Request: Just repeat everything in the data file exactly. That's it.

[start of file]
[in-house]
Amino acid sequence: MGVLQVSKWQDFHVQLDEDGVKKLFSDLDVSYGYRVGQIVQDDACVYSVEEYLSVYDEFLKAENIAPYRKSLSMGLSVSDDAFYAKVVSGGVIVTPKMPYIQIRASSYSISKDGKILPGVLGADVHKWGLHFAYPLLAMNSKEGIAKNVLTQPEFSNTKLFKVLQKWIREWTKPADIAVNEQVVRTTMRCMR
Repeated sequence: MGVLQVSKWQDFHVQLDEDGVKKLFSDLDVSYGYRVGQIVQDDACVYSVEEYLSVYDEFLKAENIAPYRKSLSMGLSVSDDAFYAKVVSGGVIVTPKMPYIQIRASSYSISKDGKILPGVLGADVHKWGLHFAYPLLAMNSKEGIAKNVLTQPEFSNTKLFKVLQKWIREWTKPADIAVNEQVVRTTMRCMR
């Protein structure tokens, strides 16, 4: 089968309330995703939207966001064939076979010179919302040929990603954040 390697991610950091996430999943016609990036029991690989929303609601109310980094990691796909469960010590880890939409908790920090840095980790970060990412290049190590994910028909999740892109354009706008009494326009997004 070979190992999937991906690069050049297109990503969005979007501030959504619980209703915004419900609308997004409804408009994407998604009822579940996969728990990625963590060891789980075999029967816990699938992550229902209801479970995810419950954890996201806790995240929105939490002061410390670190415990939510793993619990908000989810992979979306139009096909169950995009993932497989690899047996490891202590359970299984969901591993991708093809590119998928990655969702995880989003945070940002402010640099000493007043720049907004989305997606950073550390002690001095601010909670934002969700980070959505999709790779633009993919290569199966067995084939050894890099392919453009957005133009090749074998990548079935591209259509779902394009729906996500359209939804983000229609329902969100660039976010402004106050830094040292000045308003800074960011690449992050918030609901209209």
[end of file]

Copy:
[in-house]
Amino acid sequence: MGVLQVSKWQDFHVQLDEDGVKKLFSDLDVSYGYRVGQIVQDDACVYSVEEYLSVYDEFLKAENIAPYRKSLSMGLSVSDDAFYAKVVSGGVIVTPKMPYIQIRASSYSISKDGKILPGVLGADVHKWGLHFAYPLLAMNSKEGIAKNVLTQPEFSNTKLFKVLQKWIREWTKPADIAVNEQVVRTTMRCMR
Repeated sequence: MGVLQVSKWQDFHVQLDEDGVKKLFSDLDVSYGYRVGQIVQDDACVYSVEEYLSVYDEFLKAENIAPYRKSLSMGLSVSDDAFYAKVVSGGVIVTPKMPYIQIRASSYSISKDGKILPGVLGADVHKWGLHFAYPLLAMNSKEGIAKNVLTQPEFSNTKLFKVLQKWIREWTKPADIAVNEQVVRTTMRCMR
């Protein structure tokens, strides 16, 4: 089968309330995703939207966001064939076979010179919302040929990603954040 390697991610950091996430999943016609990036029991690989929303609601109310980094990691796909469960010590880890939409908790920090840095980790970060990412290049190590994910028909999740892109354009706008009494326009997004 070979190992999937991906690069050049297109990503969005979007501030959504619980209703915004419900609308997004409804408009994407998604009822579940996969728990990625963590060891789980075999029967816990699938992550229902209801479970995810419950954890996201806790995240929105939490002061410390670190415990939510793993619990908000989810992979979306139009096909169950995009993932497989690899047996490891202590359970299984969901591993991708093809590119998928990655969702995880989003945070940002402010640099000493007043720049907004989305997606950073550390002690001095601010909670934002969700980070959505999709790779633009993919290569199966067995084939050894890099392919453009957005133009090749074998990548079935591209259509779902394009729906996500359209939804983000229609329902969100660039976010402004106050830094040292000045308003800074960011690449992050918030609901209209």